Focusing on Glaucoma

  • Posted on: Aug 15 2019
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Glaucoma,  Drexel Hill PAGlaucoma is a widely studied family of eye diseases that affect millions of people in the world. It is currently the second leading cause of blindness. According to experts, nearly 80 million people in the world will be diagnosed with glaucoma by 2020. That’s isn’t very far away, and glaucoma can be a very serious eye disease to develop. For that reason, we want to discuss the nature of this condition and what may be done to prevent vision loss resulting from this silent disease.

How Glaucoma Progresses

Glaucoma should not be perceived as an eye condition; it needs to be known as a progressive disease process that could lead to blindness. Glaucoma begins with the deterioration of the retinal ganglion cells. The retina is the part of the eye that transfers light to the optic nerve. As cellular changes occur here, they can progress to the optic nerve over time.

Early stage glaucoma may cause undetectable vision loss in the nasal visual field, that which you would see if you were to look down toward your nose. As vision in this field gets distorted, other parts of the eye compensate for that loss. This makes it even more difficult to recognize the signs of glaucoma spontaneously.

Sometimes, glaucoma also raises the pressure inside the eye. This is referred to as intraocular pressure. Because ophthalmologists routinely measure intraocular pressure during eye exams, they are able to assess a person’s risk for glaucoma with this data. When increased risk has been identified, the eye doctor may want to closely monitor eye pressure and general eye health more closely.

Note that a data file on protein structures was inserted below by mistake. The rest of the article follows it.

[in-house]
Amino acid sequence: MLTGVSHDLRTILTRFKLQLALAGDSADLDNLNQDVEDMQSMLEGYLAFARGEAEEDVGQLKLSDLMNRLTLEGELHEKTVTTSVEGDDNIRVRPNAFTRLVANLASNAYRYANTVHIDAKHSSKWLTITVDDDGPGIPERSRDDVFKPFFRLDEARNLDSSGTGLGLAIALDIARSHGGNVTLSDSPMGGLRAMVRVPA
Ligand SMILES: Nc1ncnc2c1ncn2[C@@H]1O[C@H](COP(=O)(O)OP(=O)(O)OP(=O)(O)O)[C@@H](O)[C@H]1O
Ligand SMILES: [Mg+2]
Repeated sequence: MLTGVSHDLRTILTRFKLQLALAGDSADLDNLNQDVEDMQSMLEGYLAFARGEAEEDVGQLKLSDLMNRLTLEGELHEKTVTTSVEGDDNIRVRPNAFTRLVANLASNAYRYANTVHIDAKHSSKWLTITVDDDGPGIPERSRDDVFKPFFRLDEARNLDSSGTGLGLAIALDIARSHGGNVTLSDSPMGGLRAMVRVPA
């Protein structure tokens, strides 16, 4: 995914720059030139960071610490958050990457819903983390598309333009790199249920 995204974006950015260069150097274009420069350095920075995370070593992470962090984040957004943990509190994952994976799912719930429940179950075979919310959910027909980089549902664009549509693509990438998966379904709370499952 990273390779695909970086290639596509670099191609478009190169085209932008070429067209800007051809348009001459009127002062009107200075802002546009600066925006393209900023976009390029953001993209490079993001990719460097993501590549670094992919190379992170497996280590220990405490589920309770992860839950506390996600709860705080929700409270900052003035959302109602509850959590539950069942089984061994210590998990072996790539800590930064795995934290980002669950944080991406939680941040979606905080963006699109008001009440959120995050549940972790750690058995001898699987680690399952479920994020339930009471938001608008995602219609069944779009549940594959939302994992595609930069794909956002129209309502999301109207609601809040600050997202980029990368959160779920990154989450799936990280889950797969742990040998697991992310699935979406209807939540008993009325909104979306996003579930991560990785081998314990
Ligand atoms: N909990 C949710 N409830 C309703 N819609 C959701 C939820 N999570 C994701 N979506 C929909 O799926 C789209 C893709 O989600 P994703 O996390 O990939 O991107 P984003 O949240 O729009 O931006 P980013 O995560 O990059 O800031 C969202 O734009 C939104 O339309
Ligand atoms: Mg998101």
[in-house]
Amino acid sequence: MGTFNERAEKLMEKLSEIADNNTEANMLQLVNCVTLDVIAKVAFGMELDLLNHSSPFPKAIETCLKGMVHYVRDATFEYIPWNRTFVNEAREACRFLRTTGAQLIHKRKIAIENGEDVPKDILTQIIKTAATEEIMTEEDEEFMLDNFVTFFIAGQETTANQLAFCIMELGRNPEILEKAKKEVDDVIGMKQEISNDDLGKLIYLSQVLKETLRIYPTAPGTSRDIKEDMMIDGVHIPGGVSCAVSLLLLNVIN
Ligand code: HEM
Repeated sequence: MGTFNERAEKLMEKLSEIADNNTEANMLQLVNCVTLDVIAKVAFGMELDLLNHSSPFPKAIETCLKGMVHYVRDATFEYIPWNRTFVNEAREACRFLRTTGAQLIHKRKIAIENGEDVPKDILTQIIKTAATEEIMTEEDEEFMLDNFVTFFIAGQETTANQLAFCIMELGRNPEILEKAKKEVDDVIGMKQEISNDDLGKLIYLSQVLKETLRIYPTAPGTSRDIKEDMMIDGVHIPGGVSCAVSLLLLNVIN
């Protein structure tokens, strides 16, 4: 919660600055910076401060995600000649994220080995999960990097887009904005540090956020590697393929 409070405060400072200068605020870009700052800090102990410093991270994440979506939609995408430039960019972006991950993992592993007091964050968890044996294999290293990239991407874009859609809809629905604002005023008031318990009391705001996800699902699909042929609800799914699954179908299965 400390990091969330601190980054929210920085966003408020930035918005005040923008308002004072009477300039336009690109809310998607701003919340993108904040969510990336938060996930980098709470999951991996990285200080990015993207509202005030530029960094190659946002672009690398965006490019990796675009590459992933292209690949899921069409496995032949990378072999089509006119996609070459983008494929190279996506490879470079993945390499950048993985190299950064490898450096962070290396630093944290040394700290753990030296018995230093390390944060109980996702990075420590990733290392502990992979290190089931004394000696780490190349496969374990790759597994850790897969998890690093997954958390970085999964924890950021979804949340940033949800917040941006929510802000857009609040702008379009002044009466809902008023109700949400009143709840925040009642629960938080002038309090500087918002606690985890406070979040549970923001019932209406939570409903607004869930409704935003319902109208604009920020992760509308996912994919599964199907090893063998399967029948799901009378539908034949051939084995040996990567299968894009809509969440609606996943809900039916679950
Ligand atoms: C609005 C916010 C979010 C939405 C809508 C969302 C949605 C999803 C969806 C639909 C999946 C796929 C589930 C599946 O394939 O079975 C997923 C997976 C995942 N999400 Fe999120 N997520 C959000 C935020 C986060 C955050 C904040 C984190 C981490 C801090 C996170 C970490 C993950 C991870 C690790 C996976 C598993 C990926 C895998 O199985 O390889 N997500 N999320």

Treating Glaucoma

Glaucoma treatment revolves around reducing pressure within the eye. By reducing pressure, the intraocular nerve is protected and supported in the optimal transference of light to the brain. To manage intraocular pressure, an ophthalmologist may prescribe certain medications. Several pharmaceutical drugs show promise in slowing the progression of glaucoma with prescribed use.

In our Drexel Hill, PA office, patients receive care that sees their immediate and their potential future needs. Comprehensive screenings can be performed to evaluate all structures of the eye and identify the risk or severity of glaucoma. With proper care, this eye disease doesn’t have to be such a threat to long-term eyesight.

Schedule a glaucoma consultation or comprehensive eye exam at (610) 789-6565.

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